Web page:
The paralyzed hockey players I have read about are typically high school or college students. The most well known person I can think of is Travis Roy who was paralyzed during his freshman year at Boston University in 1995. Post injury, he has become a motivational speaker whose sole interest is a cure for SCI. With help from wealthy donors he founded the Travis Roy foundation. Another young man, Jack Jablonski, an American high school student experienced a cervical SCI in 2012. Like Roy, Jablonski created a foundation specifically designed for finding a cure to spinal cord injury. A cure for spinal cord injury is a laudable goal. I totally support this effort. As I often jokingly note, I do not recommend the paralysis. Here is where I depart from Roy and Jablonski. I take issue with the social ploys used to raise money for a cure to SCI. Simply put, pity sells. A charity model of disability creates revenue streams that empower people like Roy and Jablonski. They can make a career out of their injury and desire to skate again. I get why the charity model is embraced. It is highly effective. Christopher Reeve perfected this model. The charity model of disability, in this case SCI, is an unquestioned financial success. The general public sucks it up like nectar of the gods. Pity sells newspapers, magazines, creates high television ratings, inspires people to donate and hold fund raisers, and provides great visuals. Cue the dramatic images: tall young man standing or skating juxtaposed to the same person in a large power wheelchair post cervical SCI. This results in tear jerking emotional videos of Jack Jablonski Be13eve in Miracles and the tag line "stick tap to hope". Sorry but this video is so over the top I cannot even provide a link.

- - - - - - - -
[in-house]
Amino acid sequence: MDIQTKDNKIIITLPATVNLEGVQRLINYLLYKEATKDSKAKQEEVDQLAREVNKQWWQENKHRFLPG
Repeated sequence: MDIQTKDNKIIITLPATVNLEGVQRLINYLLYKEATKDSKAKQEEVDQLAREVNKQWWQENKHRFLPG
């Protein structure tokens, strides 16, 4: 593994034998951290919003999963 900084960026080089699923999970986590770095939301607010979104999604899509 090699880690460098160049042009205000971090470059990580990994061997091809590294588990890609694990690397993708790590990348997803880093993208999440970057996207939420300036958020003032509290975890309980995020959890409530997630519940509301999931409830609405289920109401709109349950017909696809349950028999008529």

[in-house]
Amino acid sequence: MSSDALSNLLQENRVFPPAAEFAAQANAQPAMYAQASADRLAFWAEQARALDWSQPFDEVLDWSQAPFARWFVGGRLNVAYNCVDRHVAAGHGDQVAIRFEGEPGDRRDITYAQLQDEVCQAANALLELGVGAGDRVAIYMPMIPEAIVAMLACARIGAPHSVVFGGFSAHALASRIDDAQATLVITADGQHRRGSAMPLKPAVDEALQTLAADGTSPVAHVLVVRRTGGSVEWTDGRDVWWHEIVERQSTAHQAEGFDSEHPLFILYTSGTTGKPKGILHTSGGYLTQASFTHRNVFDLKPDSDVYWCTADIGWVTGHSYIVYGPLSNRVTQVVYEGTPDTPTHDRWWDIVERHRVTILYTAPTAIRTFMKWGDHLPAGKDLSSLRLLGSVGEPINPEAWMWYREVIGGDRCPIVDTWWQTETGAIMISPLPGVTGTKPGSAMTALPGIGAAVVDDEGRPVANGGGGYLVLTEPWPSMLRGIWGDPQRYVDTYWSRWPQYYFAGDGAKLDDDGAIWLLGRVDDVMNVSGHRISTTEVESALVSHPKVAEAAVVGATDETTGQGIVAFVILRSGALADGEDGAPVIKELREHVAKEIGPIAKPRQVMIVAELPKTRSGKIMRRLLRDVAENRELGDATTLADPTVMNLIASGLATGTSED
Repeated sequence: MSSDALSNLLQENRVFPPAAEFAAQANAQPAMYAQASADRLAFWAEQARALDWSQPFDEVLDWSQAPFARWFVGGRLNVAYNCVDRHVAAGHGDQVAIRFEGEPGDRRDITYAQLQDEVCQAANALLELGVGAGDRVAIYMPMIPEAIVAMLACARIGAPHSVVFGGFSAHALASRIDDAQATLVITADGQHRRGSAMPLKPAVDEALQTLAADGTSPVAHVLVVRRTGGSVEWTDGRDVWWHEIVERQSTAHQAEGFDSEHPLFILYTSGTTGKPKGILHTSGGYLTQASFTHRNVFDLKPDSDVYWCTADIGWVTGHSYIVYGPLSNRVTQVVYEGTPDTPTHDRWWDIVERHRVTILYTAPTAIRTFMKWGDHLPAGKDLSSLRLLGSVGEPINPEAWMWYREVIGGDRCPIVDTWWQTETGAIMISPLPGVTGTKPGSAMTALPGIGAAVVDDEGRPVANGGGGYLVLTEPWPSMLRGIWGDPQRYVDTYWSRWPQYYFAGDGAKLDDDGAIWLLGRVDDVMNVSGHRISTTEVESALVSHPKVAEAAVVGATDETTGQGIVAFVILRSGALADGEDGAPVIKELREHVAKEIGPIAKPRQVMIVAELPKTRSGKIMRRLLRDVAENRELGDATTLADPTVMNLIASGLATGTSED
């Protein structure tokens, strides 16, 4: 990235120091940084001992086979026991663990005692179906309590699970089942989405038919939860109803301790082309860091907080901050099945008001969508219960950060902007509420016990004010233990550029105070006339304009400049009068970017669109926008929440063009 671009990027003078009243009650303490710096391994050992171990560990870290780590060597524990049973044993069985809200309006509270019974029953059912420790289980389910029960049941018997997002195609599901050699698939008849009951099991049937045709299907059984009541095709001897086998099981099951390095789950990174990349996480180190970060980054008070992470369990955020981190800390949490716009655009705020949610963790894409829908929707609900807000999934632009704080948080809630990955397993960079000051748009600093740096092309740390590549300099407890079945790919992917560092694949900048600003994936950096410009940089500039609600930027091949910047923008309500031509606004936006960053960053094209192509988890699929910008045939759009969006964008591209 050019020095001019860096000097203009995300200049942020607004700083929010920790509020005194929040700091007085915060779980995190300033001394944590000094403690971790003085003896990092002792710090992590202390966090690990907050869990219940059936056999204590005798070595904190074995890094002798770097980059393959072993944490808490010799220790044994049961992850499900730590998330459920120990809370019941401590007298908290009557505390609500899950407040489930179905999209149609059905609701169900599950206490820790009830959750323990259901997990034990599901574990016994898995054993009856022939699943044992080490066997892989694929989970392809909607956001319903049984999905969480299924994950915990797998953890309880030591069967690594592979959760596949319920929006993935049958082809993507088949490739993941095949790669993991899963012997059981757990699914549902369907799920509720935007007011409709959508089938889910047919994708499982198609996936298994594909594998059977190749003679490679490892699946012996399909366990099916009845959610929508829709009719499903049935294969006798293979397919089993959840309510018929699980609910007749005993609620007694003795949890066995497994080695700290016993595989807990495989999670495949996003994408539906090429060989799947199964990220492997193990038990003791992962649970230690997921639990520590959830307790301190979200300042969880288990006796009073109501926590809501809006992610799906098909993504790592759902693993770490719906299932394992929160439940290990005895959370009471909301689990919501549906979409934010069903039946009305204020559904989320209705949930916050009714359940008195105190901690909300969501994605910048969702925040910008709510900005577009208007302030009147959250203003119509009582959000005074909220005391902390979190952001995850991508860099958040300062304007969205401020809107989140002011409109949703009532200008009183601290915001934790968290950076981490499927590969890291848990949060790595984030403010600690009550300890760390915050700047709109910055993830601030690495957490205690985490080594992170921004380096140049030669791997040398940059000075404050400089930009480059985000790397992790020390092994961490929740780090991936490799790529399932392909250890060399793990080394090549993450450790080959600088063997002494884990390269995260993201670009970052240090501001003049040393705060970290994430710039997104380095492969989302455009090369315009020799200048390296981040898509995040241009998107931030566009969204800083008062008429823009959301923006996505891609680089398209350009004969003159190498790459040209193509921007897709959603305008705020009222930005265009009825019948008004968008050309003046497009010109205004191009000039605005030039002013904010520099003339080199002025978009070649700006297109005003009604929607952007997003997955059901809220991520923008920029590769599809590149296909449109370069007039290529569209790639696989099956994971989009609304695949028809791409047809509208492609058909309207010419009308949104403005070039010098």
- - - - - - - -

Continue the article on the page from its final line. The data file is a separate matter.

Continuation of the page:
Here is what is lost in the tears, pity, out pouring of support, and invitation to drop ceremonial pucks: the greatest obstacles people with paralysis encounter is social exclusion and stigma. The statistics associated with disability are grim. The vast majority of people with a spinal cord injury are unemployed, poorly educated, and typically live on the razor edge of financial oblivion. Accessing mass transportation and affordable housing remains exceedingly difficult. The last 40 years of progressive legislation designed to empower people with a disability that reached its zenith 24 years ago with the passage of the ADA has put the law on the side of supporting the civil rights of people with a disability but has utterly failed to resonate culturally. Again, cue up the charity model of disability. The more emotional the manipulation the better the yield--that is an adequate revenue stream for various charitable foundations whose sole or primary goal is a cure for spinal cord injury. This is wonderful for young men who become the public face of a foundation. If the Canadian statistics mentioned above about the prevalence of SCI are reasonably accurate I wonder what happened to the 16 other young men who experienced a comparable injury. Where are these young men? Are they employed? Are they in college? Are they living in a nursing home? Who is providing their basic care? These people are the dark underbelly of the cure industry. These are the people we do not want to think about.